Strabismus (say "struh-BIZ-mus") is a vision problem in which both eyes
do not look at the same point at the same time. Strabismus most often begins in
early childhood. It is sometimes called crossed-eyes, walleye, or squint.
Normally, the muscles attached to each eye work together to move both eyes in
the same direction at the same time. Strabismus occurs when the eye muscles don't work properly to control eye movement. When the eye muscles don't work
as they should, the eyes may become misaligned and the brain may not be able to
merge what one eye sees with what the other eye sees.
A child rarely
outgrows strabismus after it has developed. Without treatment, strabismus can
cause permanent vision problems. For example, if the child is not using one eye
because it is misaligned, he or she can develop poor vision in that eye (called
lazy eye or amblyopia).
Having strabismus can be hard
on your child's self-esteem. It affects your child's appearance as well as his or her ability to see well. Other kids may tease your
child for being cross-eyed or having a walleye. Be supportive of your child,
and seek treatment right away.
Childhood strabismus often
has no known cause, although it tends to run in families.
Sometimes strabismus develops when the eyes
compensate for other vision problems, such as
farsightedness or a cataract. Other things that can increase your child's risk for strabismus include an illness that affects the muscles and nerves, premature birth, Down syndrome, a head injury, and other problems.
Adults may develop
strabismus from eye or blood vessel damage. Loss of vision, an eye tumour or a brain
stroke, and various muscle and nerve disorders can
also cause strabismus in adults.
most common signs are:
An older child may also complain about blurred vision, tired eyes, sensitivity to light, or double vision.
Symptoms may come and go. They may get worse when your child is tired or sick.
A newborn's eyes may be
misaligned at first. But the eyes should become aligned by 3 to 4 months of age. In some
cases, the eyes may simply seem to be misaligned because the child has a wide
bridge of the nose that creates the appearance of crossed eyes. But if your child's eyes aren't aligned all
of the time after age 4 months, take your child to the doctor for an eye examination.
A doctor can often
tell that a child has strabismus just by looking at the child's eyes. It may be
obvious that the eyes don't look in the same direction at the same
The doctor may have the child look at an object while
covering and then uncovering each eye. This allows the doctor to see
which eye turns, how much it turns, and under what circumstances the abnormal
turn occurs. These tests will also help the doctor find out if the child
amblyopia (lazy eye), which sometimes occurs with strabismus.
The Canadian Paediatric Society recommends screening to detect lazy eye (amblyopia), misaligned eyes (strabismus), and defects in visual acuity in children younger than 5 years of age.1 But no child is too young for an eye examination. If you have concerns about your child's eyes or vision at any age, take him or her to an eye doctor.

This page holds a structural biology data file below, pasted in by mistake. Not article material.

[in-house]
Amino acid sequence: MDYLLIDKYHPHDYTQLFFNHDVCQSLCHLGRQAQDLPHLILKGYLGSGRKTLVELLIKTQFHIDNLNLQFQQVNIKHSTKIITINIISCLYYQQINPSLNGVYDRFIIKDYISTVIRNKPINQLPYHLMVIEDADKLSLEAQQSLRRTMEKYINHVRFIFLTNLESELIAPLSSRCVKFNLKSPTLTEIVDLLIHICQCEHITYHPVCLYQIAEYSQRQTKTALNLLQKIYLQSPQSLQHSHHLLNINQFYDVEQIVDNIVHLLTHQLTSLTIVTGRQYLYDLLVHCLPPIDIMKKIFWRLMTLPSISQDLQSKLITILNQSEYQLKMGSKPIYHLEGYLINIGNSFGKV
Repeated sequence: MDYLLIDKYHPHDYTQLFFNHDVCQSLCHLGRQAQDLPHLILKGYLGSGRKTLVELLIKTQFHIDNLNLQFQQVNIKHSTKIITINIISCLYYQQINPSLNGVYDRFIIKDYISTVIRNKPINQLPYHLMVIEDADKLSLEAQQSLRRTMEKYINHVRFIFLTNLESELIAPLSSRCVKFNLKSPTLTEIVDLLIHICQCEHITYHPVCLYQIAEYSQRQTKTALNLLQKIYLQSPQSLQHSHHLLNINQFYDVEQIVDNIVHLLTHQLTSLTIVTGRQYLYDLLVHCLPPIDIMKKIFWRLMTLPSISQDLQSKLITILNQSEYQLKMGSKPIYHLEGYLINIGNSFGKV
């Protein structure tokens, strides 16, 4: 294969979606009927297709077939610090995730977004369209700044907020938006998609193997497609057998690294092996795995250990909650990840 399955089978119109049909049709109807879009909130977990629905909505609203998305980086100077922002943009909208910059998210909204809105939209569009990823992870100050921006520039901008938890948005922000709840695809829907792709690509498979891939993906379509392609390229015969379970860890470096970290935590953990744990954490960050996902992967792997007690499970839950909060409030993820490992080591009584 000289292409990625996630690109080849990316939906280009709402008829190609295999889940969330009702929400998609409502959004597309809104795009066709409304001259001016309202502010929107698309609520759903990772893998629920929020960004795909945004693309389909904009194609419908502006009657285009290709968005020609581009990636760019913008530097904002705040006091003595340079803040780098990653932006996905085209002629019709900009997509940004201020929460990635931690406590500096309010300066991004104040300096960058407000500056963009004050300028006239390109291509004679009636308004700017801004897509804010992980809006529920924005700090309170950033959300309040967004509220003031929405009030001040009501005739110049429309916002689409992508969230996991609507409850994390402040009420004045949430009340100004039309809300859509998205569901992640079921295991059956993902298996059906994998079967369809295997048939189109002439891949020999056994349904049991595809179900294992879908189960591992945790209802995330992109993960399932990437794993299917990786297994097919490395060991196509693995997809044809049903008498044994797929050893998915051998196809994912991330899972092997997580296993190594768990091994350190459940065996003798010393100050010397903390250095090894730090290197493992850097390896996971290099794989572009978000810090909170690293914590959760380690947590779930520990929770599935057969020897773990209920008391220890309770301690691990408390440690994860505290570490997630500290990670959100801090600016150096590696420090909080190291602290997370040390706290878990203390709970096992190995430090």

The most common treatments for
Other treatments may include medicines and eye exercises.
strabismus should begin as soon as
possible. In general, the younger the child is when treatment begins, the better the chances are of correcting the problem.
It's also important for your child to get follow-up examinations.
Health Tools help you make wise health decisions or take action to improve your health.
Learning about strabismus:
Community Paediatrics Committee, Canadian Paediatric Society (2009). Vision screening in infants, children and youth. Paediatrics and Child Health, 14(4): 246–248. Also available online: http://www.cps.ca/english/statements/CP/cp09-02.htm.
Other Works Consulted
American Academy of Ophthalmology Pediatric Ophthalmology/Strabismus Panel (2012). Esotropia and exotropia. (Preferred Practice Pattern). San Francisco: American Academy of Ophthalmology. Also available online: http://one.aao.org/CE/PracticeGuidelines/PPP_Content.aspx?cid=689e7270-36c6-4daf-9dab-f6b1ab7286d3.
American Academy of Ophthalmology Pediatric Ophthalmology/Strabismus Panel (2012). Pediatric eye evaluations. (Preferred Practice Pattern). San Francisco: American Academy of Ophthalmology. Also available online: http://one.aao.org/CE/PracticeGuidelines/PPP_Content.aspx?cid=2e30f625-1b04-45b9-9b7c-c06770d02fe5.
American Optometric Association (2011). Care of the patient with strabismus: Esotropia and exotropia. Optometric Clinical Practice Guideline. Available online: http://www.aoa.org/x4813.xml.
Enzenauer RW, et al. (2011). Strabismus. In CD Rudolph et al., eds., Rudolph's Pediatrics, 22nd ed., pp. 2293–2298. New York: McGraw-Hill.
Motley WW, Asbury T (2011). Strabismus. In P Riordan-Eva, ET Cunningham, eds., Vaughan and Asbury's General Ophthalmology, 18th ed., pp. 238–258. New York: McGraw-Hill.
Trobe JD (2006). Strabismus. In Physician's Guide to Eye Care, 3rd ed., pp. 137–139. San
Francisco: American Academy of Ophthalmology.
ByHealthwise StaffPrimary Medical ReviewerJohn Pope, MD - PediatricsAnne C. Poinier, MD - Internal MedicineSpecialist Medical ReviewerChristopher J. Rudnisky, MD, MPH, FRCSC - Ophthalmology
Current as ofSeptember 9, 2014
Current as of:
September 9, 2014
John Pope, MD - Pediatrics
& Anne C. Poinier, MD - Internal Medicine & Christopher J. Rudnisky, MD, MPH, FRCSC - Ophthalmology
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